I think it's good for Christians to be aware of the many religious influences in Western Culture which are not Christian. It's good for us to to know these influences so we don't accidentally glorify or lift up false religions. It's also good for us to know to use as a starting point of conversation with friends when a religiously influenced song or movie is playing. It's simple to say, "Hey did you know that this song is talking about ______." It would then be a good opportunity to explain why Christians disagree with that belief and segue into what the Bible teaches on the issue.
I've been writing about Hinduism lately, while trying to make connections from those Hindu beliefs and practices to presenting the Gospel of Christ, using Hinduism as a starting point to springboard to a presentation of who Jesus is and what Jesus has done for us. While I write these blog posts, I'll also intermingle them with examples of how Hinduism has had influence in Western culture.
One aspect of how Hinduism has influenced the West is through the Beetles! The Beetles introduced Hindu instruments, such as the sitar, to the West. Influence of Hinduism can be clearly seen in George Harrison's song, "My Sweet Lord." The song initially sounds like it could be a Christian or Jewish song, singing about wanting to see, touch, and know the Lord, with "Hallelujah" being sung in the background. Later in the song, a shift is made to the background singers chanting, "Hare Krishna, Hare Krishna, Krishna Krishna, Hare, Hare, Hare Rama, Hare Rama" and etc. Krishna and Rama are both incarnations of the Hindu god Vishnu. Krishna is the most known incarnation of Vishnu. He is the central figure in the Hindu epic, the Bhagavad Gita, and in this epic he teaches that living out one's natural position and calling in life as an act of worship to the Lord is a way of reaching perfection. During concerts, Harrison would prompt the crowd to sing "Hare Krishna"!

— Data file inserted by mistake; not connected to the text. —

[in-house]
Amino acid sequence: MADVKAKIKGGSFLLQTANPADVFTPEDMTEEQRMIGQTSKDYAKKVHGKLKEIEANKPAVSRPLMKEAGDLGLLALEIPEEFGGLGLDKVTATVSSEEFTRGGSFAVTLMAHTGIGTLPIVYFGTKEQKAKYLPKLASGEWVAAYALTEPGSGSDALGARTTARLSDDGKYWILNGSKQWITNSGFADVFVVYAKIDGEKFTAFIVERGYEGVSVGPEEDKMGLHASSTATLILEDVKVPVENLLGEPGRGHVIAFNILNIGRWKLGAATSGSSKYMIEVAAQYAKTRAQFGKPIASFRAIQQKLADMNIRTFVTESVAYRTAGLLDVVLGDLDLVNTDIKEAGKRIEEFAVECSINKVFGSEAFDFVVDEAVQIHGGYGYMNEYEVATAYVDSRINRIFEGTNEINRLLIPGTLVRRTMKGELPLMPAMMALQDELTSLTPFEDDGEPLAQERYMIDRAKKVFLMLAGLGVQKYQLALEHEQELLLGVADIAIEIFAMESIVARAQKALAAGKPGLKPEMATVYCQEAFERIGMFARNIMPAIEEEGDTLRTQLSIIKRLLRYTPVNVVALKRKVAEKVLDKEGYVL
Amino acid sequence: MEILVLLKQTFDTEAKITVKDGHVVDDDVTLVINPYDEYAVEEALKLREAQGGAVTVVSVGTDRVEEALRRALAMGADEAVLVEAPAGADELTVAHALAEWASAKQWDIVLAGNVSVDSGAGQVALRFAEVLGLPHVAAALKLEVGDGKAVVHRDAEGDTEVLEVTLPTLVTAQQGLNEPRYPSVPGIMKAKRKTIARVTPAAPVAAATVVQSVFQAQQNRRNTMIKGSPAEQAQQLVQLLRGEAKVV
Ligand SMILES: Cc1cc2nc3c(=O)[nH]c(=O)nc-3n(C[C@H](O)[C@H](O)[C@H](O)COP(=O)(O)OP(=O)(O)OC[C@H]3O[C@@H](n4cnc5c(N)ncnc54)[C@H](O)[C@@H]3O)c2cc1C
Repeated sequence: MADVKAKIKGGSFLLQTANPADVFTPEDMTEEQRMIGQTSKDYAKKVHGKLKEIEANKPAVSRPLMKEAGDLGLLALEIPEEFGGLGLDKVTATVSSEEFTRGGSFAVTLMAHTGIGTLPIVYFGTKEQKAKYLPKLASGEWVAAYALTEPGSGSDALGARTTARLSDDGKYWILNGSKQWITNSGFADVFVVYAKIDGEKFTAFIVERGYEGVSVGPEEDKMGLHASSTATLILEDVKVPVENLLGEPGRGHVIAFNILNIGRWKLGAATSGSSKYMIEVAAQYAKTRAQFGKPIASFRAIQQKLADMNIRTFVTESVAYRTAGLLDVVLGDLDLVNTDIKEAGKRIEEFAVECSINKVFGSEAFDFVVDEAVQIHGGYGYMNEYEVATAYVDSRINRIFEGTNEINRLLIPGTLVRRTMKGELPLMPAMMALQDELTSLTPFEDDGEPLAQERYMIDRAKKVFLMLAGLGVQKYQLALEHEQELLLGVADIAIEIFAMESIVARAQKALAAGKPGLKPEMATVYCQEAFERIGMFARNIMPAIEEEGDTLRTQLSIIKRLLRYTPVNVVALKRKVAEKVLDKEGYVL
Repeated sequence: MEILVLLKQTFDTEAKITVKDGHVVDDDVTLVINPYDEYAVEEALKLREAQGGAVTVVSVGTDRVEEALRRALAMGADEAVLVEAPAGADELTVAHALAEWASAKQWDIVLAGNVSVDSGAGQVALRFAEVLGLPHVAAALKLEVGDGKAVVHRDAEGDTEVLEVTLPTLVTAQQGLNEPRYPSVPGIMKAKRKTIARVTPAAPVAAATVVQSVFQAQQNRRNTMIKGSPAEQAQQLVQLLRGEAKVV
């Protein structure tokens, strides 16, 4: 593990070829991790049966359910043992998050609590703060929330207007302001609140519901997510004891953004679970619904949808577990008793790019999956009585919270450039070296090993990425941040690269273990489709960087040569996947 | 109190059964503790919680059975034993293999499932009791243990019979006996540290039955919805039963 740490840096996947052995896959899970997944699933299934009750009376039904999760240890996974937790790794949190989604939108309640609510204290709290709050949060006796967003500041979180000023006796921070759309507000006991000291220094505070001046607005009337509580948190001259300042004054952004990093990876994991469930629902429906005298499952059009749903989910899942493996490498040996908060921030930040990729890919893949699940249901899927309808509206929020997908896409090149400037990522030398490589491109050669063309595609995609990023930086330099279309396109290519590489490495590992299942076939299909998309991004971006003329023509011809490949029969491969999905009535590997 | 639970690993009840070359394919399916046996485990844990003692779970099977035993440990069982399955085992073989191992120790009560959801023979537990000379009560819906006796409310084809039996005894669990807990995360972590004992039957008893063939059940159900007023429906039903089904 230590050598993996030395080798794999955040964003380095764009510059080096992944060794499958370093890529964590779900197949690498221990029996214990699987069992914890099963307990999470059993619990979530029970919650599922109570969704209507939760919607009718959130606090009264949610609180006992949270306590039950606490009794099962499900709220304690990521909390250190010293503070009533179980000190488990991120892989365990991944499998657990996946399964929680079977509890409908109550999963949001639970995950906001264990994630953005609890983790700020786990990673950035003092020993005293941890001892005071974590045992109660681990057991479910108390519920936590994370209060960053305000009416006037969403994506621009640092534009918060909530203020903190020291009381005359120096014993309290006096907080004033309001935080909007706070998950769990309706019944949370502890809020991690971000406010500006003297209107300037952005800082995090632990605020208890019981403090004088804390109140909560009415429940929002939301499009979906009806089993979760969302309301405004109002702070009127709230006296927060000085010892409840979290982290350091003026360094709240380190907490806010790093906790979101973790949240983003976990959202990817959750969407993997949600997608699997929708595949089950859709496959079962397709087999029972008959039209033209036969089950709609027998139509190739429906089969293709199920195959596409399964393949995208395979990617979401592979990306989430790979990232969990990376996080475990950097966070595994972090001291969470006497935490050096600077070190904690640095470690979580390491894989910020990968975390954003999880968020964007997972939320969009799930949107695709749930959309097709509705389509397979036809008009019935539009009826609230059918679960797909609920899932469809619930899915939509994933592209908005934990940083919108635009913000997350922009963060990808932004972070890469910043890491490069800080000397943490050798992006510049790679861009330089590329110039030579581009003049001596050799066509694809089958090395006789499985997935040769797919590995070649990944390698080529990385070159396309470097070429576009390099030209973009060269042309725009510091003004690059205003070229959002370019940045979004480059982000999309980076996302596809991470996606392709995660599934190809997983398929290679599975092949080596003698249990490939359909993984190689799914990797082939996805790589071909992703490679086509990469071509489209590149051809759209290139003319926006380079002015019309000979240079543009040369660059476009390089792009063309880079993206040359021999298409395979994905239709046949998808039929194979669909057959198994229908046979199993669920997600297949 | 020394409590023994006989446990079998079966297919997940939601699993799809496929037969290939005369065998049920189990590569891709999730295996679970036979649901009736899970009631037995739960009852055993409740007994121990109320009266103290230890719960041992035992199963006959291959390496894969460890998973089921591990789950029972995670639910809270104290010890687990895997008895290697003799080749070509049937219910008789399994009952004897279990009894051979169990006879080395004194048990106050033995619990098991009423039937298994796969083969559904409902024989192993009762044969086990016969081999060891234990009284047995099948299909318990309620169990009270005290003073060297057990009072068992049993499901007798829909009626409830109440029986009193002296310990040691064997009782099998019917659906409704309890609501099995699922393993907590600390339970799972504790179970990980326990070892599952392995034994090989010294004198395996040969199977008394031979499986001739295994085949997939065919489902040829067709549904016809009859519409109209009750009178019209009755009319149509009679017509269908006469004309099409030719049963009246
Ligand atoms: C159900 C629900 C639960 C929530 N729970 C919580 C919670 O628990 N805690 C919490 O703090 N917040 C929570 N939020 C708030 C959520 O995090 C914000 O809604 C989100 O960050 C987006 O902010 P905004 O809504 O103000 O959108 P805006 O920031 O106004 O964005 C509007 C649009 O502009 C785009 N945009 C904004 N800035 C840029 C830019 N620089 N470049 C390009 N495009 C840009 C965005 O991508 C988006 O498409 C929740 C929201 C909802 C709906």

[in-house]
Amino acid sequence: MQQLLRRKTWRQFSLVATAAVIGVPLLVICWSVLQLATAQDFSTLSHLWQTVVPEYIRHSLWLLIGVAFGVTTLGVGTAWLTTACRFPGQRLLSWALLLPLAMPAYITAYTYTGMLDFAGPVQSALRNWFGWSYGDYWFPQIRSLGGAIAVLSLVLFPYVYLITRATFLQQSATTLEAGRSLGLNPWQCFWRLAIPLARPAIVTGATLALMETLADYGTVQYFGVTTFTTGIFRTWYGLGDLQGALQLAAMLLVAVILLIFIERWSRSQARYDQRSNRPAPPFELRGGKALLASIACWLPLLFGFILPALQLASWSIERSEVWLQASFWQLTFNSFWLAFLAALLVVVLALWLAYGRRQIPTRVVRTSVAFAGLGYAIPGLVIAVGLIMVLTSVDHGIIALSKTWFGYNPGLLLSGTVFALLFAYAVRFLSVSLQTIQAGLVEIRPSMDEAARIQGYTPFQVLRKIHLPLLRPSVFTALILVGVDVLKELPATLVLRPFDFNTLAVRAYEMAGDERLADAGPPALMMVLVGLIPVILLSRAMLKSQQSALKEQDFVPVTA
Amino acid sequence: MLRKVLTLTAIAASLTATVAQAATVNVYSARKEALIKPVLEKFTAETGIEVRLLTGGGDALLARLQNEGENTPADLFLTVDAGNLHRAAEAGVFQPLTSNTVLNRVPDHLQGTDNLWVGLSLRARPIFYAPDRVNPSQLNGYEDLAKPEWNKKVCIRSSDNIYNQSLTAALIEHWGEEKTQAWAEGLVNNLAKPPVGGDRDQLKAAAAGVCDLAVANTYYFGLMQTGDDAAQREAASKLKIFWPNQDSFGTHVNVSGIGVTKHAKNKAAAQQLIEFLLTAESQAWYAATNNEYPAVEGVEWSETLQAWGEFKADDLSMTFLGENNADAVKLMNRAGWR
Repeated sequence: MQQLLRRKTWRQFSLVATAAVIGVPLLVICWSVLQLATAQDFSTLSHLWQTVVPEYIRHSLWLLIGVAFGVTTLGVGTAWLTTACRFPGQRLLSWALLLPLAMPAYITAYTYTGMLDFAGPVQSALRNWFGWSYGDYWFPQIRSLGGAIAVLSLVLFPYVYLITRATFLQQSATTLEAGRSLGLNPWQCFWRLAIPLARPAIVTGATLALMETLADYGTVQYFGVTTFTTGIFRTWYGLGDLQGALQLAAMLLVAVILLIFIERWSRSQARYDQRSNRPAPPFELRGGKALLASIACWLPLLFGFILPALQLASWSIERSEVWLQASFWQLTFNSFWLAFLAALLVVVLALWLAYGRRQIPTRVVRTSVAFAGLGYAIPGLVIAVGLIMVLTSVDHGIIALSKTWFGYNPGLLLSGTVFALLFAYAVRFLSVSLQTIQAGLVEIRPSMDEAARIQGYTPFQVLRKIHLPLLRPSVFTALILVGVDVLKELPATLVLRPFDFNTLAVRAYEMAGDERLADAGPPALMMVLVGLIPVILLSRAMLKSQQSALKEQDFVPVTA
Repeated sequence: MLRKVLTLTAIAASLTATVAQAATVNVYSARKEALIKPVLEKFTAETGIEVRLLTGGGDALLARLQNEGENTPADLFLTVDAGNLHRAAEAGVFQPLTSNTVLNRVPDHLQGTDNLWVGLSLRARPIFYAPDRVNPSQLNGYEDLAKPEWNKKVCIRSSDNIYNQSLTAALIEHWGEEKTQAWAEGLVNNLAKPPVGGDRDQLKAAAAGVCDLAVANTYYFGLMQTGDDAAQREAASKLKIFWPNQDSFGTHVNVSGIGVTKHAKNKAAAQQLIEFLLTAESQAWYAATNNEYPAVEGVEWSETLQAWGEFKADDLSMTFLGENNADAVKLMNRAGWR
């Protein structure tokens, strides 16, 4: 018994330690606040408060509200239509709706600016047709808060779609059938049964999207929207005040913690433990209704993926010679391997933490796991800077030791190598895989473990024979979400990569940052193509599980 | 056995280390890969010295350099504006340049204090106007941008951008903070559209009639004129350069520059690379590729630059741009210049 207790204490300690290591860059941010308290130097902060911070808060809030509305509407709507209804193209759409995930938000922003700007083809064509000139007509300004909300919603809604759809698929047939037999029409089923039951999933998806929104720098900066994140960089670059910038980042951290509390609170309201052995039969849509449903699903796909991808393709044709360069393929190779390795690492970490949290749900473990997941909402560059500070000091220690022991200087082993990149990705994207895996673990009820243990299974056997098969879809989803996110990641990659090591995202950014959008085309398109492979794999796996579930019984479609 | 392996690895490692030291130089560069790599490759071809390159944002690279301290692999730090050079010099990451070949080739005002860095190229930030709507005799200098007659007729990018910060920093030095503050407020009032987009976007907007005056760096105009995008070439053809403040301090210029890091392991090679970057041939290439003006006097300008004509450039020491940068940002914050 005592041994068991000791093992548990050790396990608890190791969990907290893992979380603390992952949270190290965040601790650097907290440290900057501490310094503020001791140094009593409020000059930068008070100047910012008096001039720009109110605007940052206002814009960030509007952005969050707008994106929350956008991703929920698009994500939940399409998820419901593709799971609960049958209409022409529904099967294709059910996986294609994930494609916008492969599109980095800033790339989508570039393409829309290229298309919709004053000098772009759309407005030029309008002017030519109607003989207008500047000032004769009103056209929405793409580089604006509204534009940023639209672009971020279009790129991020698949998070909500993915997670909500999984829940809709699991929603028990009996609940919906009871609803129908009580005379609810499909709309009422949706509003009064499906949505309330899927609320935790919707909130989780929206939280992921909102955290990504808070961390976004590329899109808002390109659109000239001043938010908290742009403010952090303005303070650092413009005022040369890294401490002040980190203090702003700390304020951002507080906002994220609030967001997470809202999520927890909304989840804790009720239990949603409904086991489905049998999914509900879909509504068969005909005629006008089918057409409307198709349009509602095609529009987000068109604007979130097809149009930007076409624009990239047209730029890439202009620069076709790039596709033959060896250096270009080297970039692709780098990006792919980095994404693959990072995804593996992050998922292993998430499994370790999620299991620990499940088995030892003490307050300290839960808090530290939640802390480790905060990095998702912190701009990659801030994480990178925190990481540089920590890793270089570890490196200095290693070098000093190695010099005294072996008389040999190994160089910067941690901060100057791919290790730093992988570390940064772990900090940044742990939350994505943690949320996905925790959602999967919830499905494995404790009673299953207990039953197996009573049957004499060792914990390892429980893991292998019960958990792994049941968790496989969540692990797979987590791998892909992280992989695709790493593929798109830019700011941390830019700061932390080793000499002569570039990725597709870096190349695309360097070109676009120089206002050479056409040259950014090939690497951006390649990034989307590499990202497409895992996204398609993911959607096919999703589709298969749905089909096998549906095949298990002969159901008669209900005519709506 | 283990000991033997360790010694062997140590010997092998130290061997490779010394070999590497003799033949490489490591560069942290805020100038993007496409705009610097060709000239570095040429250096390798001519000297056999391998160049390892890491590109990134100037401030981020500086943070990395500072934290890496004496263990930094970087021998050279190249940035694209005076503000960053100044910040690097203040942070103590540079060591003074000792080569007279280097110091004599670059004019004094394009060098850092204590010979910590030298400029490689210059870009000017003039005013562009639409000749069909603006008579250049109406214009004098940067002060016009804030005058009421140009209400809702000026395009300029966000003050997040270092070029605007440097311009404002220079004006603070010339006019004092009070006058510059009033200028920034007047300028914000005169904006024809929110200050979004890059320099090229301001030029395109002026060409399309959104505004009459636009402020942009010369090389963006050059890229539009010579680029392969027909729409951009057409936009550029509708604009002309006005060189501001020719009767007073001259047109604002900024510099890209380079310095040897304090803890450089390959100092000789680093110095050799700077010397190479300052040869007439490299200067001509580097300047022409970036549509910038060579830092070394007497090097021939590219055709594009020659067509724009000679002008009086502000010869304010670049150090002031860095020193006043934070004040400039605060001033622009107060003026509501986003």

I've heard that there were some Christian churches in America who didn't know the Hindu influence within "My Sweet Lord" and used it during worship services! So it certainly can be good to be aware of what other religions are saying, doing, and teaching, especially if the lines get to be blurry between what is Christian and what is not.